28. Dec, 2016

Opinion Piece: In Response to a Twitter Follower

Opinion Piece: In Response to a Twitter Follower

"The “door of faith” (Acts 14:27) is always open for us, ushering us into the life of communion with God and offering entry into his Church. It is possible to cross that threshold when the word of God is proclaimed and the heart allows itself to be shaped by transforming grace. To enter through that door is to set out on a journey that lasts a lifetime. It begins with baptism (cf. Rom 6:4), through which we can address God as Father, and it ends with the passage through death to eternal life, fruit of the resurrection of the Lord Jesus, whose will it was, by the gift of the Holy Spirit, to draw those who believe in him into his own glory (cf. Jn 17:22)."

These words of hope and encouragement were given us by Pope Benedict for the year of faith. In one way or another, it is a constant teaching of the Church that through faith we enter into an exiting and living relationship with Jesus – the Word made flesh, and who is now eternally the risen Christ among us. And through the dialogue of our life with the Word of God we bear much fruit, our faith deepens, our love grows, our hope increases and we become more and more sharers in the divine nature.

In the Gospel of John one analogy of this life-giving relationship with Jesus, is belonging to the vine.

"Remain in me, as I also remain in you. No branch can bear fruit by itself; it must remain in the vine. Neither can you bear fruit unless you remain in me.

I am the vine; you are the branches. If you remain in me and I in you, you will bear much fruit; apart from me you can do nothing. If you do not remain in me, you are like a branch that is thrown away and withers; such branches are picked up, thrown into the fire and burned” John 15:4-6

All I am saying (i.e., referring to my tweet) is that it is possible to read into Amoris Laetitia a discipline allowing what is contrary to faith. Hence Amoris Laetitia becomes a lifeless branch (see my splendid drawing!) that will of its own accord, separate itself from God. I do not think this is true, however clarification is needed. One of my other tweets read “Catholics not to worry about the fight against sin and/or not to believe teaching about receiving sacraments? I'm in #dubia needing clarity.”

Tradition, arising from Scripture and a lived relationship with Christ and his Body, encourages us to try our best to fight against personal sin and to respect the sacraments. The Eucharist is our prize sacrament, being the source and summit of Church life. The hot issue revolves around receiving communion and the state of the recipient. The teaching has been that if someone is seriously estranged from God due to serious sin, they should abstain from communion.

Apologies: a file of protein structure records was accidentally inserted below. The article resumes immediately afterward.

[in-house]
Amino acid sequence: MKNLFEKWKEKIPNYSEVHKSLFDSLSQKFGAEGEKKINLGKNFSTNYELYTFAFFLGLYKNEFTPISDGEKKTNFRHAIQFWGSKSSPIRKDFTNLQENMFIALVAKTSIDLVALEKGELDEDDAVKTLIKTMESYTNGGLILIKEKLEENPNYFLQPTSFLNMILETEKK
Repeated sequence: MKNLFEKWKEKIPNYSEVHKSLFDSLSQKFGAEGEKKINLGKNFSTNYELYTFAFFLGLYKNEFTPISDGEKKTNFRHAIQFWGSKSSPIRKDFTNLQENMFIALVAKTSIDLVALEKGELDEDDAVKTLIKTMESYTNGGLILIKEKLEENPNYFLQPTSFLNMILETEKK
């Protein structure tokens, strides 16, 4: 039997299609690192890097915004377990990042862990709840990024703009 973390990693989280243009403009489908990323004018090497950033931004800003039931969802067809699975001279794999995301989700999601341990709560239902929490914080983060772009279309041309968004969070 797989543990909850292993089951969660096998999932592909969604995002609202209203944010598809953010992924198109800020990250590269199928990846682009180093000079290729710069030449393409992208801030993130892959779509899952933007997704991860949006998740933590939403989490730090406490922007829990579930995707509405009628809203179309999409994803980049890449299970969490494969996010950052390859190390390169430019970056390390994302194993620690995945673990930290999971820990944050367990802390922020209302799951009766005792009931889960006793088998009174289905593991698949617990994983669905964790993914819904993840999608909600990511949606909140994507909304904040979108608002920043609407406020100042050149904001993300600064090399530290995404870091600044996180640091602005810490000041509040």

Amoris Laetitia is utterly commendable in its pastoral intent. I get that the Eucharist is food for sinners (like me). However, it is document that presents particular difficulties for priests in the sections that reflect on how pastors are to accompany Catholics, in our complex world. For example, in some cases it is extraordinarily difficult to accompany people who come to receive the sacrament of reconciliation, Christian initiation (RCIA), or marriage preparation who are not resolved to live in accordance with the Gospels.

Pope Francis rightly wants pastors to be merciful, reflecting Gods merciful love: “Mercy is the concrete action of God’s love that, by forgiving, transforms and changes our lives” (Twitter).

In Amoris Laetitia the solution to pastoral issues seems to be priests need to be instruments of God’s mercy. However, it is just not clear to me what I should do, and the reasoning behind it – hence my doubt (dubia). I like the idea of gradualism (just as I like Irenaeus’ idea that humanities fall was due to immaturity). However, recognising that the life of faith doesn’t happen all at once, doesn’t mean that it is appropriate to endorse a lifestyle contrary to the Gospels. This concern is reflected in another tweet of mine referring to John 8:11. The Lord of mercy says to the adulterous women: “Neither do I condemn you. Go now and leave your life of sin.” This is very pastoral, and there is not one ounce of dubia as to what is required of the woman.”

There you have it. Does Amoris Laetitia call us to put our trust in Jesus and his sacraments (according to what is traditionally taught about them), or does Amoris Laetitia call us to place our trust in our own resources? This poignant at Christmas as we hear the echo of the Lord who says again to his Church "If you will not take your stand on me, you will not stand firm." Isaiah 7:9

NOTE: Unfortunately, I like many of you, have not fully read Amoris Laetitia. That may be the problem in itself!